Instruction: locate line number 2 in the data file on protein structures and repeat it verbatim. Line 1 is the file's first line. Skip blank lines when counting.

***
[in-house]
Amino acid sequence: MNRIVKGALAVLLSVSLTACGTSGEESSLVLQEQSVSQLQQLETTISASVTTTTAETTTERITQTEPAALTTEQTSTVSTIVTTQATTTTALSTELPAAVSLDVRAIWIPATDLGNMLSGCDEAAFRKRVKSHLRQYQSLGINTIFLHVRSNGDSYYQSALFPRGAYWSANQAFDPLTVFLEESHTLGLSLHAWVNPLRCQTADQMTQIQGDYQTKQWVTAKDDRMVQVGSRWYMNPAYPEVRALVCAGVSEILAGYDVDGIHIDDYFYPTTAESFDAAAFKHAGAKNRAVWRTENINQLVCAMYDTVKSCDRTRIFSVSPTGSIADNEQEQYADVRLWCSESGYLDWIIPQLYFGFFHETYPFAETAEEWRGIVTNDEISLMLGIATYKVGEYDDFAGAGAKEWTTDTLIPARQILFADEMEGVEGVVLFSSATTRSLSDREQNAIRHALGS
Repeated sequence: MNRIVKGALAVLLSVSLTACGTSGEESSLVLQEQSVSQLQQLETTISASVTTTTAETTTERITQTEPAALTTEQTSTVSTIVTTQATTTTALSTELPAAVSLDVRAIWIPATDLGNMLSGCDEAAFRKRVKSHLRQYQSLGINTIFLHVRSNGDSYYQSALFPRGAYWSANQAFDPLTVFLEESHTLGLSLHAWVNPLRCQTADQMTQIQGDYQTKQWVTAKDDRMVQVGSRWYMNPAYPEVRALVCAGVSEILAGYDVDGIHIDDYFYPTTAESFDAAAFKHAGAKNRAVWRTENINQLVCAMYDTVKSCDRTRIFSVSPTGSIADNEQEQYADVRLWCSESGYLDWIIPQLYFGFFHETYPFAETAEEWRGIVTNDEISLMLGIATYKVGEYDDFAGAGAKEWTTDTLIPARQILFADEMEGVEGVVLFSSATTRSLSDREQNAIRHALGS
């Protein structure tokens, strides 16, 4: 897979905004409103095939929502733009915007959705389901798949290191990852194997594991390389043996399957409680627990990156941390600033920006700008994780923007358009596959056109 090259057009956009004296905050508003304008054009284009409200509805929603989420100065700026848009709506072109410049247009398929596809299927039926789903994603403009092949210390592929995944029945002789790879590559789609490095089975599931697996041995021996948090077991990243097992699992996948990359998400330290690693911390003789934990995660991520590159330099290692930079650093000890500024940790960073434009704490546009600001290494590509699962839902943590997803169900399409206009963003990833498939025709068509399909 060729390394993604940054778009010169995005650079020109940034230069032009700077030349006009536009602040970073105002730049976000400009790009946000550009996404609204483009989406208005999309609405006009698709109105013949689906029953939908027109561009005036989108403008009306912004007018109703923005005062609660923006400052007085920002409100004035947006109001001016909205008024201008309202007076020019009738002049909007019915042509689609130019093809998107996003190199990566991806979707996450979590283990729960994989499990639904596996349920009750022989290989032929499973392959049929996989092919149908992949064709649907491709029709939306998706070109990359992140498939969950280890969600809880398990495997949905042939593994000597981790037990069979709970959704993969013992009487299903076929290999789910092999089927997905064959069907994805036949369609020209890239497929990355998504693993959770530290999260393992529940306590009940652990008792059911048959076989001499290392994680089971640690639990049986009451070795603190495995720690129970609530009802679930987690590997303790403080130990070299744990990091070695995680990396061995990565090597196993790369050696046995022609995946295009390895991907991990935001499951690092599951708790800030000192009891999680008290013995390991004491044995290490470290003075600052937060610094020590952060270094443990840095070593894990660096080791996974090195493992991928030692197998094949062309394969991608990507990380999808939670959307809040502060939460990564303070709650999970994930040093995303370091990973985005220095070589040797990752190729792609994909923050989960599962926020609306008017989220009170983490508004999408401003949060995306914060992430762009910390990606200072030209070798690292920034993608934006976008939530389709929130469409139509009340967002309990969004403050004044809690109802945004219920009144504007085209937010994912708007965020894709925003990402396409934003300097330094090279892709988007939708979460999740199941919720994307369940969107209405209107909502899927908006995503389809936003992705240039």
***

Amino acid sequence: MNRIVKGALAVLLSVSLTACGTSGEESSLVLQEQSVSQLQQLETTISASVTTTTAETTTERITQTEPAALTTEQTSTVSTIVTTQATTTTALSTELPAAVSLDVRAIWIPATDLGNMLSGCDEAAFRKRVKSHLRQYQSLGINTIFLHVRSNGDSYYQSALFPRGAYWSANQAFDPLTVFLEESHTLGLSLHAWVNPLRCQTADQMTQIQGDYQTKQWVTAKDDRMVQVGSRWYMNPAYPEVRALVCAGVSEILAGYDVDGIHIDDYFYPTTAESFDAAAFKHAGAKNRAVWRTENINQLVCAMYDTVKSCDRTRIFSVSPTGSIADNEQEQYADVRLWCSESGYLDWIIPQLYFGFFHETYPFAETAEEWRGIVTNDEISLMLGIATYKVGEYDDFAGAGAKEWTTDTLIPARQILFADEMEGVEGVVLFSSATTRSLSDREQNAIRHALGS